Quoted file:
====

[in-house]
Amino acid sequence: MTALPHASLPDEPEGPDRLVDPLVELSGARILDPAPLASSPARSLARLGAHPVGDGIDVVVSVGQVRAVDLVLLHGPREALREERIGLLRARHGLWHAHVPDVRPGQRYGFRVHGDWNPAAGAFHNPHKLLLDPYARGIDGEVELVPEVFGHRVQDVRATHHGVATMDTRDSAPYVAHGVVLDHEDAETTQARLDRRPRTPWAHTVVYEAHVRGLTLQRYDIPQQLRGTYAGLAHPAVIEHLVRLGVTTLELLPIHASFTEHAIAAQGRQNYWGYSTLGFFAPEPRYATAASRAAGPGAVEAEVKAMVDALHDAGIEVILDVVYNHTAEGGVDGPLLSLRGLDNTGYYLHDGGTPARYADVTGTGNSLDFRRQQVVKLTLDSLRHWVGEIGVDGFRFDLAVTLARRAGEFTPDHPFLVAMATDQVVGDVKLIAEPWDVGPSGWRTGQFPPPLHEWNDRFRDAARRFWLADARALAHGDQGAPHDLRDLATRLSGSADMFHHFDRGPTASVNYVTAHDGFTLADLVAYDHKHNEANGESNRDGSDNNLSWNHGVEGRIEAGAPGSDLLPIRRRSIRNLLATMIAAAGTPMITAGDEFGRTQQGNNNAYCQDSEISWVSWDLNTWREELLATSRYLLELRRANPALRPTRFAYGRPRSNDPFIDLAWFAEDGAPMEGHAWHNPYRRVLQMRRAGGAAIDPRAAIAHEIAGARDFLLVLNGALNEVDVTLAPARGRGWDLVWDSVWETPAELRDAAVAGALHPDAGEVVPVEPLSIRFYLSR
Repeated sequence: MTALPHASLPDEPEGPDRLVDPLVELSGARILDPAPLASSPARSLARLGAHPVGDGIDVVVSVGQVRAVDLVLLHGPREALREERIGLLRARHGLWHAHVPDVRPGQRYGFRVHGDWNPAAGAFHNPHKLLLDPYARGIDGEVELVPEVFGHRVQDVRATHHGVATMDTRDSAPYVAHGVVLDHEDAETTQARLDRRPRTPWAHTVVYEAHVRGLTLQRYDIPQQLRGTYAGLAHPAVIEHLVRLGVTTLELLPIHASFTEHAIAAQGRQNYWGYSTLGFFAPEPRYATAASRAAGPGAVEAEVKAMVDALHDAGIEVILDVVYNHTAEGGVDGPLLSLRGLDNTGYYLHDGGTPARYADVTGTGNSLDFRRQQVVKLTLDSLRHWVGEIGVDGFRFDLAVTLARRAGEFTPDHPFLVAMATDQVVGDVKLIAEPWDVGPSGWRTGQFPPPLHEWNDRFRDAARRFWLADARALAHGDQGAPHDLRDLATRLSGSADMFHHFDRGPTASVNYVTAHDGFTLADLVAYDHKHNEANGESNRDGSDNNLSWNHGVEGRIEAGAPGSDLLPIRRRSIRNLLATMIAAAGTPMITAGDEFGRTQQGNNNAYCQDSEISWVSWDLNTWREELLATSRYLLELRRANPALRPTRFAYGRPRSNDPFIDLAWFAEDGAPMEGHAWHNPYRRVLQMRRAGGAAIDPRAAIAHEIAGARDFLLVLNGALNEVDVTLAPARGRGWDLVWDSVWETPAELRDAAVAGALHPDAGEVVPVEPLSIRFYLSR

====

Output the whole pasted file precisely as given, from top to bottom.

[in-house]
Amino acid sequence: MTALPHASLPDEPEGPDRLVDPLVELSGARILDPAPLASSPARSLARLGAHPVGDGIDVVVSVGQVRAVDLVLLHGPREALREERIGLLRARHGLWHAHVPDVRPGQRYGFRVHGDWNPAAGAFHNPHKLLLDPYARGIDGEVELVPEVFGHRVQDVRATHHGVATMDTRDSAPYVAHGVVLDHEDAETTQARLDRRPRTPWAHTVVYEAHVRGLTLQRYDIPQQLRGTYAGLAHPAVIEHLVRLGVTTLELLPIHASFTEHAIAAQGRQNYWGYSTLGFFAPEPRYATAASRAAGPGAVEAEVKAMVDALHDAGIEVILDVVYNHTAEGGVDGPLLSLRGLDNTGYYLHDGGTPARYADVTGTGNSLDFRRQQVVKLTLDSLRHWVGEIGVDGFRFDLAVTLARRAGEFTPDHPFLVAMATDQVVGDVKLIAEPWDVGPSGWRTGQFPPPLHEWNDRFRDAARRFWLADARALAHGDQGAPHDLRDLATRLSGSADMFHHFDRGPTASVNYVTAHDGFTLADLVAYDHKHNEANGESNRDGSDNNLSWNHGVEGRIEAGAPGSDLLPIRRRSIRNLLATMIAAAGTPMITAGDEFGRTQQGNNNAYCQDSEISWVSWDLNTWREELLATSRYLLELRRANPALRPTRFAYGRPRSNDPFIDLAWFAEDGAPMEGHAWHNPYRRVLQMRRAGGAAIDPRAAIAHEIAGARDFLLVLNGALNEVDVTLAPARGRGWDLVWDSVWETPAELRDAAVAGALHPDAGEVVPVEPLSIRFYLSR
Repeated sequence: MTALPHASLPDEPEGPDRLVDPLVELSGARILDPAPLASSPARSLARLGAHPVGDGIDVVVSVGQVRAVDLVLLHGPREALREERIGLLRARHGLWHAHVPDVRPGQRYGFRVHGDWNPAAGAFHNPHKLLLDPYARGIDGEVELVPEVFGHRVQDVRATHHGVATMDTRDSAPYVAHGVVLDHEDAETTQARLDRRPRTPWAHTVVYEAHVRGLTLQRYDIPQQLRGTYAGLAHPAVIEHLVRLGVTTLELLPIHASFTEHAIAAQGRQNYWGYSTLGFFAPEPRYATAASRAAGPGAVEAEVKAMVDALHDAGIEVILDVVYNHTAEGGVDGPLLSLRGLDNTGYYLHDGGTPARYADVTGTGNSLDFRRQQVVKLTLDSLRHWVGEIGVDGFRFDLAVTLARRAGEFTPDHPFLVAMATDQVVGDVKLIAEPWDVGPSGWRTGQFPPPLHEWNDRFRDAARRFWLADARALAHGDQGAPHDLRDLATRLSGSADMFHHFDRGPTASVNYVTAHDGFTLADLVAYDHKHNEANGESNRDGSDNNLSWNHGVEGRIEAGAPGSDLLPIRRRSIRNLLATMIAAAGTPMITAGDEFGRTQQGNNNAYCQDSEISWVSWDLNTWREELLATSRYLLELRRANPALRPTRFAYGRPRSNDPFIDLAWFAEDGAPMEGHAWHNPYRRVLQMRRAGGAAIDPRAAIAHEIAGARDFLLVLNGALNEVDVTLAPARGRGWDLVWDSVWETPAELRDAAVAGALHPDAGEVVPVEPLSIRFYLSR